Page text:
I've frequently mentioned how wonderful book bloggers are on this blog. Sometimes I hear it's impossible to get bloggers to feature your book (which is a myth), but since I started doing reviews of indie books myself, I can kind of see why this rumor might get around. Authors aren't sure how to conduct themselves.
You can read a million articles on the right way to approach editors and agents, but what about the friendly book lovers of the world?
I've sent out fifty review copies of Six Moon Summer to book bloggers now and queried many more. Here's a few suggestions on how to handle the approach.
1. Be polite and professional.
Your query email asking if they would like to review your book should be as cleanly-written as your book itself. (You did edit your book, right?) Don't be needy, cajoling, rude, pretentious... whatever. Be professional. They are essentially providing a service to authors and readers for free, and they don't owe you anything.
2. But be friendly.
Book bloggers are human too. Because we have something huge in common (loving books), they're pretty easy to get along with. Reading is usually a passion for these folks, so they want to have fun with it, too, and usually don't want to treat it as a business (except the really big ones).
3. Don't be demanding.
I've heard book bloggers complain about how much extra work indie authors are than publicists. All you should ask of a book blogger is to read your book, and hopefully review it. That's it. You can offer to do additional promotions (like author interviews, character interviews, guest posts, giveaways, etcetera), but try not to be a pain in the butt.
4. Be brief.
I keep my emails asking if they would like to review my book to about one paragraph. I explain that I'm the author of Six Moon Summer, describe the genre, link them to the official website where they can find the blurb and trailer, and explain that I am interested in doing related promotions if they have the time. Short and sweet. Book bloggers are usually very busy and don't have time to read pages and pages of how you're going to be the next JK Rowling.
5. READ THEIR REVIEW POLICY.
I'm going to repeat this a few times. Almost every book blogger has a review policy. FIND IT. READ IT. If they don't review your genre, don't ask-- you're wasting their time. If they say they don't review indie books, leave it alone. If they say they're not doing reviews right now, leave it alone. This is how they communicate their tastes to authors and publicists of the world, and they don't put it up there for funsies. They do it to reduce unnecessary communications. Respect it, yo.
6. Offer to do some kind of promotion if they're too busy for your book.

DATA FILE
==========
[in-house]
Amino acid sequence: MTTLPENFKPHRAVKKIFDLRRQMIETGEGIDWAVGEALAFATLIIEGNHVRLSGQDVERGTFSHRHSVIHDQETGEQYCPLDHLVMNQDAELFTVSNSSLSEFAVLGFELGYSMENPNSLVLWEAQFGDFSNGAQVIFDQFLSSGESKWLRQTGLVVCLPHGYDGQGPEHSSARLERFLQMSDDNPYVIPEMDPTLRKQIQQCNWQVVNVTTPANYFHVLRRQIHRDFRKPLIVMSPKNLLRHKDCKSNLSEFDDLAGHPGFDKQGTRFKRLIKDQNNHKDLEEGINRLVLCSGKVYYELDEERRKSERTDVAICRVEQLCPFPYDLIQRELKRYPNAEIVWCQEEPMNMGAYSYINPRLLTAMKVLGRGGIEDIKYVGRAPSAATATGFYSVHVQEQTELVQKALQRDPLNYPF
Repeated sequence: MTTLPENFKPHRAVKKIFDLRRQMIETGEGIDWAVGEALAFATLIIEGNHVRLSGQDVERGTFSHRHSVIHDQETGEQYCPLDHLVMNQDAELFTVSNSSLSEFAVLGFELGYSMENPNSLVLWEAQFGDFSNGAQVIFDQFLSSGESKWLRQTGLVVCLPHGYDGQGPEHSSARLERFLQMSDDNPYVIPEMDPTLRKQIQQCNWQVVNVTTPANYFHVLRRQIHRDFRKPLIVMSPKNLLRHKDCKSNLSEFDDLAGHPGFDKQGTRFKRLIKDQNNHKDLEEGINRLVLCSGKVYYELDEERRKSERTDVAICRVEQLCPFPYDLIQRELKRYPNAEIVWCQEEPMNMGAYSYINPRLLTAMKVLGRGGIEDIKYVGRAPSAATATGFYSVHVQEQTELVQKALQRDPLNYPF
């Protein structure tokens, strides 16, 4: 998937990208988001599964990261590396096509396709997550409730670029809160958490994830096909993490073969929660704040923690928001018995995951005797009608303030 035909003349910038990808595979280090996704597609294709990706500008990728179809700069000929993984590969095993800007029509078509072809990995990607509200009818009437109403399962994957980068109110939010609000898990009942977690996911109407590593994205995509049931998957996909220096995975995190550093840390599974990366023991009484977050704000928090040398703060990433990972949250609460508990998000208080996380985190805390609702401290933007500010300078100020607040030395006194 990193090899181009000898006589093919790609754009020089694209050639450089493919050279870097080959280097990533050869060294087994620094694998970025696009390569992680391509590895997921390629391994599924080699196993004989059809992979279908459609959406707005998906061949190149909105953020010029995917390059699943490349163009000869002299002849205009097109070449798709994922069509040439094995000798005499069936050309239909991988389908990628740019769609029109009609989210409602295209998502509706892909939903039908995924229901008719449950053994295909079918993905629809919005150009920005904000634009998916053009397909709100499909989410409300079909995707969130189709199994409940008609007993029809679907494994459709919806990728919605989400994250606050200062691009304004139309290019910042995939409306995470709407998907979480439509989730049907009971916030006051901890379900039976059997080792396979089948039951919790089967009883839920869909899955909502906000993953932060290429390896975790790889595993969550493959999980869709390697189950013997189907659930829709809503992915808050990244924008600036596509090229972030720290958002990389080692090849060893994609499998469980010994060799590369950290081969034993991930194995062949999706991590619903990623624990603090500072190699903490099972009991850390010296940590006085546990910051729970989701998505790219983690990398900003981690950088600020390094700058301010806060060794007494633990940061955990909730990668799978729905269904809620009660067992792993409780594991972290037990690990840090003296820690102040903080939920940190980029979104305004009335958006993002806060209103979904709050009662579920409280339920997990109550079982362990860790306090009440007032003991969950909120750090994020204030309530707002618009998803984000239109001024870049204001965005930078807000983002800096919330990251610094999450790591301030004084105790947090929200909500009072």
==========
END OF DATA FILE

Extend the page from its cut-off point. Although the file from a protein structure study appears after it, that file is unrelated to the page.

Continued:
There are alternatives to the book blogger reading and reviewing your book. If they're busy, offer to do all the work yourself. Guest blogs take virtually no effort on their part and still get your name and cover around the internet.
7. READ THEIR REVIEW POLICY.
I said I was going to repeat this, didn't I?
8. If they aren't interested, leave them alone.
Don't push. No means no. Indie authors learn to be salespeople, which is an obnoxious but necessary personality trait, but you are not going to "sell" your book to a blogger with pushiness. You'll just get a reputation for being annoying. I've run into a couple authors who keep emailing until you change your mind (which I don't do), so I can only imagine it's worse for people who do more reviews.
9. If/when they do review your book, thank them for their time.
Don't argue. (Are you listening, Jacqueline Howett?) I've had a couple bloggers offer not to post reviews if they're unfavorable, and I always politely decline. If they've taken the time to read the book, it's rude to refuse their review, and one or two bad reviews doesn't hurt. They're inevitable, in fact. So get a tough skin and be grateful.
10. Be patient.
Even though over fifty bloggers have review copies now (damn that's a lot), I've only gotten about a dozen back. That's okay. It takes time. Like all book lovers, they usually have huge reading lists, and many of them also have major publishers throwing books at them, too. Indie books are often not high priority. They're doing the best they can! Also, if you hope to get a review in time for your book's release, give them at least two months of warning.
Bonus tip! Keep a database of which book bloggers have worked with you. This (usually) prevents accidentally sending them duplicate emails, and it lets you get back to them fast if you have other books or promotional opportunities to offer. I also note if they're not interested in participating in promotional stuff so I won't bug them about it twice.
Extra super bonus tip! Don't send a form email to a million bloggers at once with all their names in the TO: line. It's just rude. Don't do that to anyone. (Even if you have the cutest cat picture ever and you're sure your family wants to see it.)
What say you, book blogging friends? Any corrections? Additions? What can indie authors do to make your experience as book bloggers more pleasant?